Background. Recipients of allogeneic stem cell transplants (SCT) are at risk of human CMV infection during their immunocompromised period. The increasing number of reports of CMV isolates resistant to ganciclovir after transplantation has led us to attempt to develop alternative strategies for preventing or treating CMV infection. This study describes a system for generating sufficient numbers of CMV-specific cytotoxic T lymphocytes (CTL) for adoptive immunotherapy after SCT. Methods. CMV-specific CTL were isolated from a single blood draw of a CMV-seropositive donor using PE-labeled HLA-A*0201/pp65495-503 tetramers and anti-PE magnetic beads. A mixture of a tetramer-positive population and CD4+ T lymphocytes was expanded to sufficient numbers for clinical application with IL-2 and immobilized anti-CD3 stimulation. Result. Starting from 50 mL of blood, we generated > 107/m2 tetramer-positive CTL within 2 weeks. Flow cytometric analysis of expanded lymphocytes showed that purity of CMV peptide-specific CTL was > 75%. Upon stimulation of HLA-A*0201-restricted CMV peptide, expanded CD8 T lymphocytes produced intracellular IFN-γ. Purified CTL exhibited cytotoxic activity against CMV peptide-pulsed T2 cells and CMV-infected HLA-A*0201-positive fibroblasts, but not against HLA mismatched or uninfected target cells. Alloreactivity could be excluded in MLC. Discussion. This simple, rapid culture system can be useful for adoptive immunotherapy after allogeneic SCT. We are now trying to adapt our laboratory scale study to a clinical scale study under good manufacturing practices (GMP) conditions.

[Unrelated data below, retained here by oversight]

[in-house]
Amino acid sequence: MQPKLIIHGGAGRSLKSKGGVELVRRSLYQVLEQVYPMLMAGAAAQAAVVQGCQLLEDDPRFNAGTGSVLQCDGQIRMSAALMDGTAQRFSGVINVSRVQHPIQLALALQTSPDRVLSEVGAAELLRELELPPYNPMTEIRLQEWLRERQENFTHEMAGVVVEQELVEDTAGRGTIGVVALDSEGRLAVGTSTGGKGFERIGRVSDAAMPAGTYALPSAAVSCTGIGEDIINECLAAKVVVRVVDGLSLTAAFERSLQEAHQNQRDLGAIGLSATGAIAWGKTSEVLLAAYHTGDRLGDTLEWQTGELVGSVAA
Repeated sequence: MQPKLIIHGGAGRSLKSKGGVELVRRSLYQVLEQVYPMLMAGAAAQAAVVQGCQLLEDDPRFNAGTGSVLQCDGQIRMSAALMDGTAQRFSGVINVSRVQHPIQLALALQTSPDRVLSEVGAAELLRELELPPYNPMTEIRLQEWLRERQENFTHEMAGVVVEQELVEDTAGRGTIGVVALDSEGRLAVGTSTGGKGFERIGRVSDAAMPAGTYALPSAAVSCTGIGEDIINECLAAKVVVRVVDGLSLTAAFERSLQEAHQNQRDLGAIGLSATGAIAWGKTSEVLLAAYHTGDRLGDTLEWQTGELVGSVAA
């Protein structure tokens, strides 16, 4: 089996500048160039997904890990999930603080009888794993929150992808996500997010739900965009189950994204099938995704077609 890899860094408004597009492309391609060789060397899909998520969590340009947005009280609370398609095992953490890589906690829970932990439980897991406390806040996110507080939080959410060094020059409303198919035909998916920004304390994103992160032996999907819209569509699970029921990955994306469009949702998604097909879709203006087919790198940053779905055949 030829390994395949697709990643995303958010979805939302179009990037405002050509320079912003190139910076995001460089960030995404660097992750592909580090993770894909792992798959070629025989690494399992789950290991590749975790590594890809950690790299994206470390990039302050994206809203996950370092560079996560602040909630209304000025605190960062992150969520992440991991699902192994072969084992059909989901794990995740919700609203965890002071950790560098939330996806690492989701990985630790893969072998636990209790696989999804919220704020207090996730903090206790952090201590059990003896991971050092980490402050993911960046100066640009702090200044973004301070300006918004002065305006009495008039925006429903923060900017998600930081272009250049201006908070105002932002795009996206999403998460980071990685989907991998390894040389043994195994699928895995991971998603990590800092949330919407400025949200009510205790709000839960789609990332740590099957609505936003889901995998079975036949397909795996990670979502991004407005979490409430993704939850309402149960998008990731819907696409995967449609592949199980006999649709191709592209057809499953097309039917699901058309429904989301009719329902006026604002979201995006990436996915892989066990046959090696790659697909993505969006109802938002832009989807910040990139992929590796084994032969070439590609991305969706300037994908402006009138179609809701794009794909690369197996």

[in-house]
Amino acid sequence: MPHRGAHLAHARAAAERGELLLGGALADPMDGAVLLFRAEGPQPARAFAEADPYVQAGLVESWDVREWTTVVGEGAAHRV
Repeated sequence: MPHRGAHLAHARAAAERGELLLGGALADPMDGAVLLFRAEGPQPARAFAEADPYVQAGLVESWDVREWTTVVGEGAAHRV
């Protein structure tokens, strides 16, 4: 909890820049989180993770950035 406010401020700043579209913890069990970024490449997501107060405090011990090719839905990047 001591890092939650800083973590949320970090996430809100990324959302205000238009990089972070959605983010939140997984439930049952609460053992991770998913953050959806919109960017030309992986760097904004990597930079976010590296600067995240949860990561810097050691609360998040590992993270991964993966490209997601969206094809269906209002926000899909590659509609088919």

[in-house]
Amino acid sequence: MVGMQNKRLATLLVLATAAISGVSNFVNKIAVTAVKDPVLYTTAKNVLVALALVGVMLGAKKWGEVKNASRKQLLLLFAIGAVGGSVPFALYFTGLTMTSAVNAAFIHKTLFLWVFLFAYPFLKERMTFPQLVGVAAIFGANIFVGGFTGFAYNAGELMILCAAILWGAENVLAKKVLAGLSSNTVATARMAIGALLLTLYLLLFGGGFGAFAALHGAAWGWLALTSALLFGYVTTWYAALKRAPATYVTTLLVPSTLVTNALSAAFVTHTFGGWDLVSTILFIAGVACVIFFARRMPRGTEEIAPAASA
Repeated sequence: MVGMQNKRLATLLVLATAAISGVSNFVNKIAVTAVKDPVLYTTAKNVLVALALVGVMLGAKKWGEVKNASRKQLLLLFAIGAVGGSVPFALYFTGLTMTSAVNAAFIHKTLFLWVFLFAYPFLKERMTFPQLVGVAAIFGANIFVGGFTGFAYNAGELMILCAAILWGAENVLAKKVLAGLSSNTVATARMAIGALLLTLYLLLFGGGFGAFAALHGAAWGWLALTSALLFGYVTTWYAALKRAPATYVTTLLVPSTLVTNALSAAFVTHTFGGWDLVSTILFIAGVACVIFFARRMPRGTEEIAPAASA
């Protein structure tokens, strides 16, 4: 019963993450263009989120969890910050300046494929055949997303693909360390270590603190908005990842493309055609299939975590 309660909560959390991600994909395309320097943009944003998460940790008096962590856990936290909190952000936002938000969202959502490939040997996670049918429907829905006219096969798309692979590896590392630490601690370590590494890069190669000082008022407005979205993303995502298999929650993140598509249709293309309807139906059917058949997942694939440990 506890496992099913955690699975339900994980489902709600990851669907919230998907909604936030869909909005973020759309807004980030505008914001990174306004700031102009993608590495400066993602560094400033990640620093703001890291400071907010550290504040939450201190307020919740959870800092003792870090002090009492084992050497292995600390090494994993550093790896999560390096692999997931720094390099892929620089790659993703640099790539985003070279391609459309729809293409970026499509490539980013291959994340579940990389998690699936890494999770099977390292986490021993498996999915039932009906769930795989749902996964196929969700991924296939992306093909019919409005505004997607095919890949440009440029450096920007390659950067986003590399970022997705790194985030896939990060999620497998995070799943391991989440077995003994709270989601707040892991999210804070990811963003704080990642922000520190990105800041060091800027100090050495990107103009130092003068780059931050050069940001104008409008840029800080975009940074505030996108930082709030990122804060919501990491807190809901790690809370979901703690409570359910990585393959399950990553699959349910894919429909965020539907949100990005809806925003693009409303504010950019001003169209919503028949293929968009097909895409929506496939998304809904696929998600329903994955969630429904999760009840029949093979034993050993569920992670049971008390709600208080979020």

All Science Journal Classification (ASJC) codes
- Immunology and Allergy
- Cell Biology
- Cancer Research